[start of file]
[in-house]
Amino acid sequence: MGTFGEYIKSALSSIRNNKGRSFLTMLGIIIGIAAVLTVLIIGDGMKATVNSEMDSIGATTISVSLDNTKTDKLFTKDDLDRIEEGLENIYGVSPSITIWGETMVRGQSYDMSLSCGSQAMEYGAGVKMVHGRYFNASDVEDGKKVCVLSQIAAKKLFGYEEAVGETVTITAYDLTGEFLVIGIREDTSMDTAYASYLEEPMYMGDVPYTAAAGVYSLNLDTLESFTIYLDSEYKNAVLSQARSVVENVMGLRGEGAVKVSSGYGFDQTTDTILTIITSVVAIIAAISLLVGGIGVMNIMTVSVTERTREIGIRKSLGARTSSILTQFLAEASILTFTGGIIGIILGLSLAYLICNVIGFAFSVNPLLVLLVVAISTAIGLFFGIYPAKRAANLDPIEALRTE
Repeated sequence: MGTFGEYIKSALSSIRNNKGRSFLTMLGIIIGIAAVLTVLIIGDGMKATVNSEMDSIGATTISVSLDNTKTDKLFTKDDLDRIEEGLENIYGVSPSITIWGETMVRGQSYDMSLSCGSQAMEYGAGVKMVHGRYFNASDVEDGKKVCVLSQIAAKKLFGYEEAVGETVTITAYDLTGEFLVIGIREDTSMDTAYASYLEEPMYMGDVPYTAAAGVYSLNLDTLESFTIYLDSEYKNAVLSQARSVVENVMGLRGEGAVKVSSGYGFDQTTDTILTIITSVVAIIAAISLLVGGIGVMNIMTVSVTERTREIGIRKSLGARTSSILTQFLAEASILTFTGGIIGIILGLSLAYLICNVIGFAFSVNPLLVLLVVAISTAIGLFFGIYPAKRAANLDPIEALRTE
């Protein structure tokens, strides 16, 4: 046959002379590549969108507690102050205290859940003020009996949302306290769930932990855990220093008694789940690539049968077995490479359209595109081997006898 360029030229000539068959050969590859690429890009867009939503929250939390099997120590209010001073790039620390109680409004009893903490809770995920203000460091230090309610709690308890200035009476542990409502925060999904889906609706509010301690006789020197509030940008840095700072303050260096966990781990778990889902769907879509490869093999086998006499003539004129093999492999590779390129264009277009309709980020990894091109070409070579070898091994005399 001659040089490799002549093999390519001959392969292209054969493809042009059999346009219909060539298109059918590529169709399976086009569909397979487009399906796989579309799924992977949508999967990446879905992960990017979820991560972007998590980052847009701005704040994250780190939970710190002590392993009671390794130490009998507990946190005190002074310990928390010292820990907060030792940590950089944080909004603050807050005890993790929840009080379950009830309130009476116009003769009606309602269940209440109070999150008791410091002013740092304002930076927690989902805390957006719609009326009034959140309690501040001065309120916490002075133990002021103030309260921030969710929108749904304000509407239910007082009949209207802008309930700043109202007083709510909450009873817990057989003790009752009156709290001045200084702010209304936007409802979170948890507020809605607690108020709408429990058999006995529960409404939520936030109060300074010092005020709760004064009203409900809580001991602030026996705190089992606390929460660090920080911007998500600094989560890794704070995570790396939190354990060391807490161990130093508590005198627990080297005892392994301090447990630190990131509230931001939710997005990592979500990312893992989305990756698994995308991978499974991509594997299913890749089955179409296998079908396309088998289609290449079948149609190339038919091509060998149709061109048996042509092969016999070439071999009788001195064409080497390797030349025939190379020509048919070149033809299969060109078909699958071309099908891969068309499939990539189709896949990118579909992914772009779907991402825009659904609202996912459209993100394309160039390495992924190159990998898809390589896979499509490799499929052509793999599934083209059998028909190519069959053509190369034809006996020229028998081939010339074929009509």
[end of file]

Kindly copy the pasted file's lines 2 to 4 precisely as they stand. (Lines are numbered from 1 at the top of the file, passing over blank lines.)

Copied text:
Amino acid sequence: MGTFGEYIKSALSSIRNNKGRSFLTMLGIIIGIAAVLTVLIIGDGMKATVNSEMDSIGATTISVSLDNTKTDKLFTKDDLDRIEEGLENIYGVSPSITIWGETMVRGQSYDMSLSCGSQAMEYGAGVKMVHGRYFNASDVEDGKKVCVLSQIAAKKLFGYEEAVGETVTITAYDLTGEFLVIGIREDTSMDTAYASYLEEPMYMGDVPYTAAAGVYSLNLDTLESFTIYLDSEYKNAVLSQARSVVENVMGLRGEGAVKVSSGYGFDQTTDTILTIITSVVAIIAAISLLVGGIGVMNIMTVSVTERTREIGIRKSLGARTSSILTQFLAEASILTFTGGIIGIILGLSLAYLICNVIGFAFSVNPLLVLLVVAISTAIGLFFGIYPAKRAANLDPIEALRTE
Repeated sequence: MGTFGEYIKSALSSIRNNKGRSFLTMLGIIIGIAAVLTVLIIGDGMKATVNSEMDSIGATTISVSLDNTKTDKLFTKDDLDRIEEGLENIYGVSPSITIWGETMVRGQSYDMSLSCGSQAMEYGAGVKMVHGRYFNASDVEDGKKVCVLSQIAAKKLFGYEEAVGETVTITAYDLTGEFLVIGIREDTSMDTAYASYLEEPMYMGDVPYTAAAGVYSLNLDTLESFTIYLDSEYKNAVLSQARSVVENVMGLRGEGAVKVSSGYGFDQTTDTILTIITSVVAIIAAISLLVGGIGVMNIMTVSVTERTREIGIRKSLGARTSSILTQFLAEASILTFTGGIIGIILGLSLAYLICNVIGFAFSVNPLLVLLVVAISTAIGLFFGIYPAKRAANLDPIEALRTE
């Protein structure tokens, strides 16, 4: 046959002379590549969108507690102050205290859940003020009996949302306290769930932990855990220093008694789940690539049968077995490479359209595109081997006898 360029030229000539068959050969590859690429890009867009939503929250939390099997120590209010001073790039620390109680409004009893903490809770995920203000460091230090309610709690308890200035009476542990409502925060999904889906609706509010301690006789020197509030940008840095700072303050260096966990781990778990889902769907879509490869093999086998006499003539004129093999492999590779390129264009277009309709980020990894091109070409070579070898091994005399 001659040089490799002549093999390519001959392969292209054969493809042009059999346009219909060539298109059918590529169709399976086009569909397979487009399906796989579309799924992977949508999967990446879905992960990017979820991560972007998590980052847009701005704040994250780190939970710190002590392993009671390794130490009998507990946190005190002074310990928390010292820990907060030792940590950089944080909004603050807050005890993790929840009080379950009830309130009476116009003769009606309602269940209440109070999150008791410091002013740092304002930076927690989902805390957006719609009326009034959140309690501040001065309120916490002075133990002021103030309260921030969710929108749904304000509407239910007082009949209207802008309930700043109202007083709510909450009873817990057989003790009752009156709290001045200084702010209304936007409802979170948890507020809605607690108020709408429990058999006995529960409404939520936030109060300074010092005020709760004064009203409900809580001991602030026996705190089992606390929460660090920080911007998500600094989560890794704070995570790396939190354990060391807490161990130093508590005198627990080297005892392994301090447990630190990131509230931001939710997005990592979500990312893992989305990756698994995308991978499974991509594997299913890749089955179409296998079908396309088998289609290449079948149609190339038919091509060998149709061109048996042509092969016999070439071999009788001195064409080497390797030349025939190379020509048919070149033809299969060109078909699958071309099908891969068309499939990539189709896949990118579909992914772009779907991402825009659904609202996912459209993100394309160039390495992924190159990998898809390589896979499509490799499929052509793999599934083209059998028909190519069959053509190369034809006996020229028998081939010339074929009509």